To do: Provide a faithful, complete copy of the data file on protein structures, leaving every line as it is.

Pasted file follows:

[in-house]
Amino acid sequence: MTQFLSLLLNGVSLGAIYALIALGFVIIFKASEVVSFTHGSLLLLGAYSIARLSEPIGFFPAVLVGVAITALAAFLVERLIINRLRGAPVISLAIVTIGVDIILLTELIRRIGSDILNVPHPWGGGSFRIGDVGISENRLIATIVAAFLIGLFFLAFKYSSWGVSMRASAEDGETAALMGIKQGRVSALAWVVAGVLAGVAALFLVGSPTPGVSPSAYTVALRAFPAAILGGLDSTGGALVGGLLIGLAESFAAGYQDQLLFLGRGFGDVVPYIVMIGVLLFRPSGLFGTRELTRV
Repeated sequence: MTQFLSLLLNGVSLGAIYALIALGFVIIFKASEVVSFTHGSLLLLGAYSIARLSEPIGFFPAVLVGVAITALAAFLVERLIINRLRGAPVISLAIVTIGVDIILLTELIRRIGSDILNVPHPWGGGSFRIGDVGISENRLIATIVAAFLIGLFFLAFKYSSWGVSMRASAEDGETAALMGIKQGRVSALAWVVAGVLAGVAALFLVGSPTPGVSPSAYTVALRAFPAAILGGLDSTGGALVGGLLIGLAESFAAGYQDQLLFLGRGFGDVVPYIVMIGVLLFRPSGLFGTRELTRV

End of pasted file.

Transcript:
[in-house]
Amino acid sequence: MTQFLSLLLNGVSLGAIYALIALGFVIIFKASEVVSFTHGSLLLLGAYSIARLSEPIGFFPAVLVGVAITALAAFLVERLIINRLRGAPVISLAIVTIGVDIILLTELIRRIGSDILNVPHPWGGGSFRIGDVGISENRLIATIVAAFLIGLFFLAFKYSSWGVSMRASAEDGETAALMGIKQGRVSALAWVVAGVLAGVAALFLVGSPTPGVSPSAYTVALRAFPAAILGGLDSTGGALVGGLLIGLAESFAAGYQDQLLFLGRGFGDVVPYIVMIGVLLFRPSGLFGTRELTRV
Repeated sequence: MTQFLSLLLNGVSLGAIYALIALGFVIIFKASEVVSFTHGSLLLLGAYSIARLSEPIGFFPAVLVGVAITALAAFLVERLIINRLRGAPVISLAIVTIGVDIILLTELIRRIGSDILNVPHPWGGGSFRIGDVGISENRLIATIVAAFLIGLFFLAFKYSSWGVSMRASAEDGETAALMGIKQGRVSALAWVVAGVLAGVAALFLVGSPTPGVSPSAYTVALRAFPAAILGGLDSTGGALVGGLLIGLAESFAAGYQDQLLFLGRGFGDVVPYIVMIGVLLFRPSGLFGTRELTRV